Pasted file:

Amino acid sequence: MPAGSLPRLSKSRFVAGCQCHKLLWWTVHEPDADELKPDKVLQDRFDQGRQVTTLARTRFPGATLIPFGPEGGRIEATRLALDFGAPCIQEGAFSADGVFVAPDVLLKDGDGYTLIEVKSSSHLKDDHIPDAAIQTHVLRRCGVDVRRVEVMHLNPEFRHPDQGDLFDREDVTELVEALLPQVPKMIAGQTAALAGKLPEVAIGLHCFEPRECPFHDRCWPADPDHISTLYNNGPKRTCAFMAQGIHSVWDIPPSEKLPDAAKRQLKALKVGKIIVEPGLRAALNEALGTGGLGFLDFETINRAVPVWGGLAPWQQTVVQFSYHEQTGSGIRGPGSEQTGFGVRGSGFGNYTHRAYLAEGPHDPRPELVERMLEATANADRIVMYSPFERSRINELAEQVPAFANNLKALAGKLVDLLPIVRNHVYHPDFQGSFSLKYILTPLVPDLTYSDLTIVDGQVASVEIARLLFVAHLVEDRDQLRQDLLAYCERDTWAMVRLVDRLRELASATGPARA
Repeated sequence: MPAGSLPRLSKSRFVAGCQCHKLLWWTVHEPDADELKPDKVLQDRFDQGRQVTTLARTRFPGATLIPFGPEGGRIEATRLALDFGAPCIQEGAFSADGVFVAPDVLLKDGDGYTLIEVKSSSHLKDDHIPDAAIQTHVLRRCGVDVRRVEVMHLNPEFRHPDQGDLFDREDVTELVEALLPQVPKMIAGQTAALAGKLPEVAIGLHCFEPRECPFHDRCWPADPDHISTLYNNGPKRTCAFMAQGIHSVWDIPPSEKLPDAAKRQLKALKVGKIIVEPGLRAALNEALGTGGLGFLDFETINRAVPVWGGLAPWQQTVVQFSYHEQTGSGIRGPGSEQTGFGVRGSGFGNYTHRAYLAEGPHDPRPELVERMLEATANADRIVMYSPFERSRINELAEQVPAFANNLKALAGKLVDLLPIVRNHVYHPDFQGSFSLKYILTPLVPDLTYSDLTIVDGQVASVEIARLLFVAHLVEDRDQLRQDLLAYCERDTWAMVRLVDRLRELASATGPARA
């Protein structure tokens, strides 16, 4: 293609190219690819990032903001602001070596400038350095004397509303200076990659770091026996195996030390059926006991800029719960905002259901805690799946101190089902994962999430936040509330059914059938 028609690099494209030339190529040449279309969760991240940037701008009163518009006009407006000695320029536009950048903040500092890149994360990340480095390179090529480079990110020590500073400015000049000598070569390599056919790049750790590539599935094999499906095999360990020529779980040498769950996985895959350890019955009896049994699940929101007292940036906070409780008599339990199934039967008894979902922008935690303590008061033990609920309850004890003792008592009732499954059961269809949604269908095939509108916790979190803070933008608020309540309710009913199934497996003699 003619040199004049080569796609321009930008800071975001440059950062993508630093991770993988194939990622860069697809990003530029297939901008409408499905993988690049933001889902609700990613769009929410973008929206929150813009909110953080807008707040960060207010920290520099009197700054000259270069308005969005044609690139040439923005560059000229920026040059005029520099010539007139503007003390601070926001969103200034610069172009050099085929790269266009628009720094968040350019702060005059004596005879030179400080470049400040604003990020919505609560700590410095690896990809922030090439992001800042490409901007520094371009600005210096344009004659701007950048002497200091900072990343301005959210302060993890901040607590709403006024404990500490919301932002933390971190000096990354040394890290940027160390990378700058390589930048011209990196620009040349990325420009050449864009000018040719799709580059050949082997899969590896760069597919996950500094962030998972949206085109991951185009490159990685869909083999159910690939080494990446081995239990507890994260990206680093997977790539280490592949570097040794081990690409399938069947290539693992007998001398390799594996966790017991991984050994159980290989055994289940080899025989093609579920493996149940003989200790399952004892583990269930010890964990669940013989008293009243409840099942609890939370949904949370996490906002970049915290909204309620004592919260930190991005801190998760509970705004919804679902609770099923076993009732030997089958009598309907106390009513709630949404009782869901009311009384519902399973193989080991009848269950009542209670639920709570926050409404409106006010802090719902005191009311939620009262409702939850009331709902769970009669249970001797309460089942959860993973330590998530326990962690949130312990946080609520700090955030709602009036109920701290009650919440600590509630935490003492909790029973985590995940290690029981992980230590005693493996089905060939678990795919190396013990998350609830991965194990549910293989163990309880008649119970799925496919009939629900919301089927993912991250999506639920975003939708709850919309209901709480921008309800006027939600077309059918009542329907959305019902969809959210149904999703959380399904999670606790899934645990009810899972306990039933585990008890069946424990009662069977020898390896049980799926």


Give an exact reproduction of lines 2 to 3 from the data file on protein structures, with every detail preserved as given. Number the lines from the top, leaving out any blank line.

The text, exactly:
Repeated sequence: MPAGSLPRLSKSRFVAGCQCHKLLWWTVHEPDADELKPDKVLQDRFDQGRQVTTLARTRFPGATLIPFGPEGGRIEATRLALDFGAPCIQEGAFSADGVFVAPDVLLKDGDGYTLIEVKSSSHLKDDHIPDAAIQTHVLRRCGVDVRRVEVMHLNPEFRHPDQGDLFDREDVTELVEALLPQVPKMIAGQTAALAGKLPEVAIGLHCFEPRECPFHDRCWPADPDHISTLYNNGPKRTCAFMAQGIHSVWDIPPSEKLPDAAKRQLKALKVGKIIVEPGLRAALNEALGTGGLGFLDFETINRAVPVWGGLAPWQQTVVQFSYHEQTGSGIRGPGSEQTGFGVRGSGFGNYTHRAYLAEGPHDPRPELVERMLEATANADRIVMYSPFERSRINELAEQVPAFANNLKALAGKLVDLLPIVRNHVYHPDFQGSFSLKYILTPLVPDLTYSDLTIVDGQVASVEIARLLFVAHLVEDRDQLRQDLLAYCERDTWAMVRLVDRLRELASATGPARA
């Protein structure tokens, strides 16, 4: 293609190219690819990032903001602001070596400038350095004397509303200076990659770091026996195996030390059926006991800029719960905002259901805690799946101190089902994962999430936040509330059914059938 028609690099494209030339190529040449279309969760991240940037701008009163518009006009407006000695320029536009950048903040500092890149994360990340480095390179090529480079990110020590500073400015000049000598070569390599056919790049750790590539599935094999499906095999360990020529779980040498769950996985895959350890019955009896049994699940929101007292940036906070409780008599339990199934039967008894979902922008935690303590008061033990609920309850004890003792008592009732499954059961269809949604269908095939509108916790979190803070933008608020309540309710009913199934497996003699 003619040199004049080569796609321009930008800071975001440059950062993508630093991770993988194939990622860069697809990003530029297939901008409408499905993988690049933001889902609700990613769009929410973008929206929150813009909110953080807008707040960060207010920290520099009197700054000259270069308005969005044609690139040439923005560059000229920026040059005029520099010539007139503007003390601070926001969103200034610069172009050099085929790269266009628009720094968040350019702060005059004596005879030179400080470049400040604003990020919505609560700590410095690896990809922030090439992001800042490409901007520094371009600005210096344009004659701007950048002497200091900072990343301005959210302060993890901040607590709403006024404990500490919301932002933390971190000096990354040394890290940027160390990378700058390589930048011209990196620009040349990325420009050449864009000018040719799709580059050949082997899969590896760069597919996950500094962030998972949206085109991951185009490159990685869909083999159910690939080494990446081995239990507890994260990206680093997977790539280490592949570097040794081990690409399938069947290539693992007998001398390799594996966790017991991984050994159980290989055994289940080899025989093609579920493996149940003989200790399952004892583990269930010890964990669940013989008293009243409840099942609890939370949904949370996490906002970049915290909204309620004592919260930190991005801190998760509970705004919804679902609770099923076993009732030997089958009598309907106390009513709630949404009782869901009311009384519902399973193989080991009848269950009542209670639920709570926050409404409106006010802090719902005191009311939620009262409702939850009331709902769970009669249970001797309460089942959860993973330590998530326990962690949130312990946080609520700090955030709602009036109920701290009650919440600590509630935490003492909790029973985590995940290690029981992980230590005693493996089905060939678990795919190396013990998350609830991965194990549910293989163990309880008649119970799925496919009939629900919301089927993912991250999506639920975003939708709850919309209901709480921008309800006027939600077309059918009542329907959305019902969809959210149904999703959380399904999670606790899934645990009810899972306990039933585990008890069946424990009662069977020898390896049980799926």